1. Was the employer or the employee in the wrong?
2. What can we learn from this story?
3. My HR perspective on this entire situation and how this could have been avoided.
4. My perspective as a Career Coach how you need to deal with an employer like this.
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Have you ever worked with someone who was two-faced? You know, the kind of person who is all sweetness and light when the boss is around, but a real nightmare when they’re not? Well, these people are called hypocrites, and they can be found in every workplace. From the office gossip to the brown-noser, hypocrites come in all shapes and sizes. So how do you deal with them?
Well, first of all, it’s important to remember that not everyone is going to like you. And that’s okay. You don’t have to be best friends with everyone at work, but you should try to be professional. If someone is being a hypocrite, simply ignore them. Don’t engage in gossip or backstabbing yourself – that will only make you look bad. And if all else fails, talk to your boss about the situation. They may not be aware of what’s going on, and they’ll definitely want to know if there’s someone in the office who isn’t being team player.
There are four (4) things you can learn from the hypocrites at work. They are for you remain professional, use your own brain and not engage in group think, cover yourself with documentation (aka CYA) and how they can negatively impact company morale.
1. Remain Professional
If you’re working with a bunch of hypocrites, it can be tough to stay professional. After all, they’re the ones who are supposed to be setting the example! But no matter how difficult it may be, it’s important to remain polite and respectful. After all, you never know when you might need their help. Just remember: If you can’t say something nice, don’t say anything at all!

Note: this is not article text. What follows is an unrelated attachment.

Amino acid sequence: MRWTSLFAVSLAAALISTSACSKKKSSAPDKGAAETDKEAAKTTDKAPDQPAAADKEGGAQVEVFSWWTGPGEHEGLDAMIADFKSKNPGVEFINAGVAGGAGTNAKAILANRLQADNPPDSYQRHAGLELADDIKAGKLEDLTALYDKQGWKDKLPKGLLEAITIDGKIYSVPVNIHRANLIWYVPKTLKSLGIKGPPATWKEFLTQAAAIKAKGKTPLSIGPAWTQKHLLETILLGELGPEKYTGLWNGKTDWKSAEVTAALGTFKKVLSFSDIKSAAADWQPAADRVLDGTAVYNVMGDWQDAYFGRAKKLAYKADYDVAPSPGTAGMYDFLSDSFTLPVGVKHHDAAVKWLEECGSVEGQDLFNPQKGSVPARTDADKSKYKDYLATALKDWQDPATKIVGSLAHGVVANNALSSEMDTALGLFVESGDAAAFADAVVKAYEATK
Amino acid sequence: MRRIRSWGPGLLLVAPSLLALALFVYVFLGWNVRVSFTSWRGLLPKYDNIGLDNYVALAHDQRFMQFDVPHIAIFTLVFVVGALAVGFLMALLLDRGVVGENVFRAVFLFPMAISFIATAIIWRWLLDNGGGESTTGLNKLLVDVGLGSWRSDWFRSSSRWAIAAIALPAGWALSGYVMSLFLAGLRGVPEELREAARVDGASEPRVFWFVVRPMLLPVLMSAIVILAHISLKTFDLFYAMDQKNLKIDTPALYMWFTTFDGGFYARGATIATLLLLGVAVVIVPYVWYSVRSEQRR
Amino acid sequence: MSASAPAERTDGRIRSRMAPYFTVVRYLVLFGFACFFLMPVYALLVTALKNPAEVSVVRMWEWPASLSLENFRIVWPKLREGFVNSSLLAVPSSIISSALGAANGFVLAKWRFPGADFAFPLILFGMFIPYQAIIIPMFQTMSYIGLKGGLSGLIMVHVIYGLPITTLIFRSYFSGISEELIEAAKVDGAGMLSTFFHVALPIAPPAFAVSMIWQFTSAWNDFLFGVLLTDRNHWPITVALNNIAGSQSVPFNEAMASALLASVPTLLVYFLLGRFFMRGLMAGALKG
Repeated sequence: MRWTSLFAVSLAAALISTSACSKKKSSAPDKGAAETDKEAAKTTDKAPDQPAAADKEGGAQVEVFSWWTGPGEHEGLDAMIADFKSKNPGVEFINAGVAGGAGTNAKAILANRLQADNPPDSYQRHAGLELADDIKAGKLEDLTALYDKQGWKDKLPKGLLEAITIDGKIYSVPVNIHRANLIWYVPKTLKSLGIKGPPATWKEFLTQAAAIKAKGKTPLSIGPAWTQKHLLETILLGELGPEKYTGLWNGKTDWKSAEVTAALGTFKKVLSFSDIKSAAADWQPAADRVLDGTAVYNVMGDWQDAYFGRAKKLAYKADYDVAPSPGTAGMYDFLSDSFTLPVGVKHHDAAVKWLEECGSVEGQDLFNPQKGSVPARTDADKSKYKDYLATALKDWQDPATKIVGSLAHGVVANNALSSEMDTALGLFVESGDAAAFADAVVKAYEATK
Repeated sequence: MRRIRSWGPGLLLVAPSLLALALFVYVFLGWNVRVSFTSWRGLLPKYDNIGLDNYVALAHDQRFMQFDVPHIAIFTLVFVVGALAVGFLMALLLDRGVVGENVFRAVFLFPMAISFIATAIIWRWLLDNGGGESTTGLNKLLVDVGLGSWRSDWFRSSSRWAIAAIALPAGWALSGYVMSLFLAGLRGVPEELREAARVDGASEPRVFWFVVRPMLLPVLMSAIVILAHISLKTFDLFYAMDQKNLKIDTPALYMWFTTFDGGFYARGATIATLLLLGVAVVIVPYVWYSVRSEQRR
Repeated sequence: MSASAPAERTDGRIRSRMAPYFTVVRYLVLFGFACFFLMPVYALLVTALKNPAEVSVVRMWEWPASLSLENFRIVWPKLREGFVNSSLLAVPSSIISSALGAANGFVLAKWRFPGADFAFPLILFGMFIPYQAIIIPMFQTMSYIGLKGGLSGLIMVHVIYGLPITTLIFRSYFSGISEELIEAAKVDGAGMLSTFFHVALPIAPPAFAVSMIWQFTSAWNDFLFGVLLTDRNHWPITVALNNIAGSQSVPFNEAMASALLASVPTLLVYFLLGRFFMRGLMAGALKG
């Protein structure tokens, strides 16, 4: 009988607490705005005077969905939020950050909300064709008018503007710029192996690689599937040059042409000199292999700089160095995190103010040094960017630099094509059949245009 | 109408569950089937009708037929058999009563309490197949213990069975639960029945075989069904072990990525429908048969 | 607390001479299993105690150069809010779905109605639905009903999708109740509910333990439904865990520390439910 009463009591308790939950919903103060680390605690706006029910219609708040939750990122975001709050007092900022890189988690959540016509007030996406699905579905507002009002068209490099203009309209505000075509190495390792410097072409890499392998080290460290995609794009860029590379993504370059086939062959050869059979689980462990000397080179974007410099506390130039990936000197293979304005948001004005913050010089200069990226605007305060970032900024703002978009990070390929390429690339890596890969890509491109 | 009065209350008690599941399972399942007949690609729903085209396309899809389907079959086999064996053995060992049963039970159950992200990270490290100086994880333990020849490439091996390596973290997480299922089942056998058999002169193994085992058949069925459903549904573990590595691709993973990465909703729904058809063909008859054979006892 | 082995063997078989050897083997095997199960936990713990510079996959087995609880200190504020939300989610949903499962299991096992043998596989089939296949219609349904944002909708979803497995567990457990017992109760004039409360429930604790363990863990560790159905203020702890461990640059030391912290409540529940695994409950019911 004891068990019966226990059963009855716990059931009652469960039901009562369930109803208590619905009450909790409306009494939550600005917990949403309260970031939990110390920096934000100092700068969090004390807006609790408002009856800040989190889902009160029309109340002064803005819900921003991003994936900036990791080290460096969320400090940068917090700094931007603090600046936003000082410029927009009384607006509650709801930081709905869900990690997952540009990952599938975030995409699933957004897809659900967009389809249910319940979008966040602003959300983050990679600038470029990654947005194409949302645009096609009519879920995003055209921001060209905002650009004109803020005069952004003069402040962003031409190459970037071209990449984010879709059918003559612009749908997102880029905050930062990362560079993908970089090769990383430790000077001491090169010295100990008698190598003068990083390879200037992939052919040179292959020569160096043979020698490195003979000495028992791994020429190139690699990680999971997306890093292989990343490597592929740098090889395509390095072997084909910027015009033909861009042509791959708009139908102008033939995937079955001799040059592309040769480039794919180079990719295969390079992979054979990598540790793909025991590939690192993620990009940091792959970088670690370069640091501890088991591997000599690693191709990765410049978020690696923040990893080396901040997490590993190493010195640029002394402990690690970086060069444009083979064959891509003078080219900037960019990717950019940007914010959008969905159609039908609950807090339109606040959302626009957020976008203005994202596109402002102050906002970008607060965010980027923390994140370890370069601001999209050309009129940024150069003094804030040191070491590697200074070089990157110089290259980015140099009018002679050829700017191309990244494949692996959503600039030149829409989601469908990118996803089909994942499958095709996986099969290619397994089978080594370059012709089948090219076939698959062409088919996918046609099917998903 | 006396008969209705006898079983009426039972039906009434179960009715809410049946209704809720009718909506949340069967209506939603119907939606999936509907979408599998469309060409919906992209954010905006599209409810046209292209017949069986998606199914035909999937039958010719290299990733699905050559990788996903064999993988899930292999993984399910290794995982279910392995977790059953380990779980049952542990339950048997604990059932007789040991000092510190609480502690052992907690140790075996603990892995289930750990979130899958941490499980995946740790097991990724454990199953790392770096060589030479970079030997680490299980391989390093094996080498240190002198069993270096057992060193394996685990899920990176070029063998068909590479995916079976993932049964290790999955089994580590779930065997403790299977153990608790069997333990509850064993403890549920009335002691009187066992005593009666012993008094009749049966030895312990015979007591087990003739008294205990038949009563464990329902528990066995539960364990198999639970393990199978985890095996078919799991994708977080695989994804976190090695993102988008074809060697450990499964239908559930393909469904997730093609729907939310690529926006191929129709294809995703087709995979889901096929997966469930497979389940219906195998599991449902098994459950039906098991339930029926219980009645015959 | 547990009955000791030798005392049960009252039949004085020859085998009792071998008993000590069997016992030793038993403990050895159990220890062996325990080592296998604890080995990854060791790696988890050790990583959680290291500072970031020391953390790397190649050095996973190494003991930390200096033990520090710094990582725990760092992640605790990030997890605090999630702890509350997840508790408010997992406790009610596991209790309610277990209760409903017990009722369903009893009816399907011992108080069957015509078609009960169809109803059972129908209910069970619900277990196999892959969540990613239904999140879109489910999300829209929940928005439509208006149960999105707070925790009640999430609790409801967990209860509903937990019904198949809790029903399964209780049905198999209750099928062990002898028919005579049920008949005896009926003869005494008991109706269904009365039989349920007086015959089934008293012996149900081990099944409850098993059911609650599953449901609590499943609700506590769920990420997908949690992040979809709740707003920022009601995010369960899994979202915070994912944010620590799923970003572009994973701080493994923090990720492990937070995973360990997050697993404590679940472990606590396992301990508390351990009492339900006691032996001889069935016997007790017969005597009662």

2. Use Your Own Brain – Do Not Engage in Group Think
Hypocrites at work are in cliques. Do your best to avoid them. If you can’t avoid them, do your best to outshine them. Show them up with your work ethic and dedication. Let them know that you’re not going to put up with their crap. They might try to bring you down, but don’t let them. You’re better than that. And eventually, they’ll get bored of trying to bring you down and they’ll move on to someone else. So just keep doing your thing and don’t worry about the hypocrites. They’re not worth your time or energy because they participate in group-think activities. They either share similar opinions on things or share the narrative of the leader of the hypocrite group. Either way, focus your energy on getting your work done with excellence.
3. Cover Yourself with Documentation (aka CYA)
At some point in your career, you’re bound to run into a hypocrite. Maybe they’re the one who is always preaching about being honest but is the first to throw someone under the bus. Or maybe they’re the colleague who is quick to take credit for other people’s work. Whatever the case may be, it’s important to be prepared for these situations. After all, hypocrites can be dangerous to your career.
The best way to deal with a hypocrite at work is to have documentation to back up your claims. If you have emails or memos that prove you did the work, then you can use that as evidence. This way, when the hypocrite tries to sabotage you, you can show everyone what really happened. And if worst comes to worst and you do get caught in the crossfire, at least you know you did everything you could to defend yourself.
4. Hypocrites Negatively Impact Company Morale & Overall Culture
What ever happened to the golden rule? You know, the one that says treat others how you want to be treated? It seems like a lot of people in the workforce today have forgotten that age-old adage. Instead, they practice what I like to call the “do as I say, not as I do” method. These are the same people who are quick to point out when someone else makes a mistake, but turn a blind eye when they’re the ones in the wrong. They’re self-righteous and think they’re always right, even when they’re blatantly wrong. And worst of all, they’re hypocrites.
Unfortunately, hypocrites are everywhere, and they can have a negative impact on company morale and overall culture. Their actions (or lack thereof) can breed mistrust and resentment among employees. And when there’s no trust or respect, it’s hard to get anything done.
It can be tough to deal with hypocrites, especially when they’re in our own workplace. But there are ways to handle them that can minimize the damage they do and even help us learn a thing or two. If you need additional help dealing with hypocrites at work or want to share your workplace story with me, connect with me here. I’d love to hear your story and offer some advice to help you deal with those hypocrites without driving yourself crazy.
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